Saudi Arabia to expand solar capacity, says oil minister

Ali al-Naimi calls for greater cooperation between Europe and Middle East in developing Kingdom’s renewables potential

Ali Ibrahim Al-Naimi, Minister of Petroleum and Mineral Resources, Saudi Arabia (Pic: IISD/Flickr)

Ali Ibrahim Al-Naimi, Minister of Petroleum and Mineral Resources, Saudi Arabia (Pic: IISD/Flickr)

By Gerard Wynn

Saudi Arabia still intends a major investment in solar power, according to its oil minister Ali al-Naimi, despite falling so short on much hype to date.

Al-Naimi was speaking in Berlin on Wednesday, and spent most of his speech focusing on the Kingdom’s decision not to intervene in oil markets.

He said that the country’s goal was market stability, and expected demand and supply to return to balance, and oil prices to stabilise.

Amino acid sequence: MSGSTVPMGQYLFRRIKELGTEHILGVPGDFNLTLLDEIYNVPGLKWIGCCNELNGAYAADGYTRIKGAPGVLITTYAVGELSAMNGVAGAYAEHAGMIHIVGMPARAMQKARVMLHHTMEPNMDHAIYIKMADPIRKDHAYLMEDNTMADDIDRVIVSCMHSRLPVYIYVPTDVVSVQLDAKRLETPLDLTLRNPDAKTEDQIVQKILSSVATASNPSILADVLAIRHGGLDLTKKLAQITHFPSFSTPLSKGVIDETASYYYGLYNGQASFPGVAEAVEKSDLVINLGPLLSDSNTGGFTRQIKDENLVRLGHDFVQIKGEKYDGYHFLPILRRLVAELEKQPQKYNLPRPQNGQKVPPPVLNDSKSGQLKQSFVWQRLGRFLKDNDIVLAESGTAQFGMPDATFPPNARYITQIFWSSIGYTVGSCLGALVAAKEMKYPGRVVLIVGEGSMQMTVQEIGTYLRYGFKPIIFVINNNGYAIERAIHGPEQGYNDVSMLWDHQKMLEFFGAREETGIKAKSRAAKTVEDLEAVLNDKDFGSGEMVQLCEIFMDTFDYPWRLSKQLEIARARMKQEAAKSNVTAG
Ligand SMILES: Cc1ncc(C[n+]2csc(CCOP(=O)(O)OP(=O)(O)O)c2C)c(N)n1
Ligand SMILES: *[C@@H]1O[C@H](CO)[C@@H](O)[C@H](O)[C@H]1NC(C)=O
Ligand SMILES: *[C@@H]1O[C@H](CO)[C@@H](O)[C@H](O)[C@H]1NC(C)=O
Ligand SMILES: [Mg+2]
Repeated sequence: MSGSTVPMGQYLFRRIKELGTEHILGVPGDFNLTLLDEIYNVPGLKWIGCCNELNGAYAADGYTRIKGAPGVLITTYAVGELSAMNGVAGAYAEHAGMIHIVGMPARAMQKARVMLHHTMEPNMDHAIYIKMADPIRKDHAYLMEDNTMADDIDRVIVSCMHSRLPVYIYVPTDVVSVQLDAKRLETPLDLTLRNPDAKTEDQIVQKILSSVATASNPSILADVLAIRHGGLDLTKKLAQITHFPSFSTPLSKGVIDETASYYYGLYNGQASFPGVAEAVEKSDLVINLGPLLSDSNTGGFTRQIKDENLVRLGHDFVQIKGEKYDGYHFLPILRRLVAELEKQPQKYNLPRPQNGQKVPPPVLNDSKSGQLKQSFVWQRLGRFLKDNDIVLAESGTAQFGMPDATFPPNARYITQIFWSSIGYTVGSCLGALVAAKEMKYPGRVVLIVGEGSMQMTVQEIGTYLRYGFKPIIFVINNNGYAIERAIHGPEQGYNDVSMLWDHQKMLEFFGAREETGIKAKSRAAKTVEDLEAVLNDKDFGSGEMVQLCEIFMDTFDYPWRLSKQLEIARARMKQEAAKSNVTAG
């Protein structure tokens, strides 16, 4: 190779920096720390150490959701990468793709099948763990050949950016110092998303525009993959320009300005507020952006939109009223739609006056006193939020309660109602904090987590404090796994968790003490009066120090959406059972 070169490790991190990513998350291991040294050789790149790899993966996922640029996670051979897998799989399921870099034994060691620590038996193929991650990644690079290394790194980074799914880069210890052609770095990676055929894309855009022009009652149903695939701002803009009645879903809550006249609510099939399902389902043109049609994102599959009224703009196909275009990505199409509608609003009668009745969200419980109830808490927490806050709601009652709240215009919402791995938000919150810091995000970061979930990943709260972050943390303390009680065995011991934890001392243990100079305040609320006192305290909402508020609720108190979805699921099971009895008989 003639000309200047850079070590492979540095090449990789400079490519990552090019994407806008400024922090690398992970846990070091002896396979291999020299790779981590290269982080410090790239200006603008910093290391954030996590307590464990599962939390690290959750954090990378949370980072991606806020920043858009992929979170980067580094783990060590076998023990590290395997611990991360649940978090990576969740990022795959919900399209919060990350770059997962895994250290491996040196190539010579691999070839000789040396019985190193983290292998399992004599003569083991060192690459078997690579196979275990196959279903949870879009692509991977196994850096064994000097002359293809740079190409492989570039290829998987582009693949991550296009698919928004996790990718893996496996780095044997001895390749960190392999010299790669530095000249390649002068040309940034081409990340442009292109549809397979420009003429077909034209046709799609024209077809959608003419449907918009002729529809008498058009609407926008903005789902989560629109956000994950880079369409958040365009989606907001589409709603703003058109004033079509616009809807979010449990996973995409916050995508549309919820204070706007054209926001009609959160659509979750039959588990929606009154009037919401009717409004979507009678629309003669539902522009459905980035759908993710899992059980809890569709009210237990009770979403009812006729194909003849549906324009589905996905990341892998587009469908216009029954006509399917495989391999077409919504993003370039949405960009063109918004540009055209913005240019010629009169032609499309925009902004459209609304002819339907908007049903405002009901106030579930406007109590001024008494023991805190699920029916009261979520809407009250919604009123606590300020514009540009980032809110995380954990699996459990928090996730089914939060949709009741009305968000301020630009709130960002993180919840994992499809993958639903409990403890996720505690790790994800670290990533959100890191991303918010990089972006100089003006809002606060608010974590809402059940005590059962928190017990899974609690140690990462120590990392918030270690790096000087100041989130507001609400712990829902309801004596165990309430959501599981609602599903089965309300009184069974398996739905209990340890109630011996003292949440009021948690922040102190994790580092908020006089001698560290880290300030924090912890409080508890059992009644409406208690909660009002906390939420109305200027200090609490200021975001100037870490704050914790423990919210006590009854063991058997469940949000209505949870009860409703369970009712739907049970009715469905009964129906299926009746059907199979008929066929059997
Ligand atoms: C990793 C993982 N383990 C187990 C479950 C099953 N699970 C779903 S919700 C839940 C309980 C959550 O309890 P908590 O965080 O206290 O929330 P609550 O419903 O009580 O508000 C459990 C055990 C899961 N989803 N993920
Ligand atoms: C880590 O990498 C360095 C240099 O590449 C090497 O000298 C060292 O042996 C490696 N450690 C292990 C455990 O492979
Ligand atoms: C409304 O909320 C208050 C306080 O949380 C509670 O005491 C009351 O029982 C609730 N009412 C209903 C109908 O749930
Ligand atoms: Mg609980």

He reiterated the country’s expectation that it would be a major solar power producer in future, prompted perhaps by the venue for his speech, in Germany.

“Germany is a world leader in terms of solar, and Saudi Arabia has a lot of sun, and acreage,” he said.

“We intend to harness more and more of our domestic energy needs from solar power so there really is scope for greater cooperation.”

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The country’s King Abdullah City for Atomic and Renewable Energy three years ago said that the Kingdom could get a third of its power, equivalent to more than 40,000 megawatts (MW), from solar power by 2032.

In January this year, the world’s top oil exporter pushed that outlook back to 2040.

As of the end of 2013, Saudi Arabia had installed just 25 MW of solar power, according to the International Renewable Energy Agency, compared with more than 35,000 MW in Germany.

The attract private sector investment in solar power, Saudi Arabia would probably have to overhaul the country’s oil and power market subsidies, worth more than $60 billion in 2013, according to the International Energy Agency.

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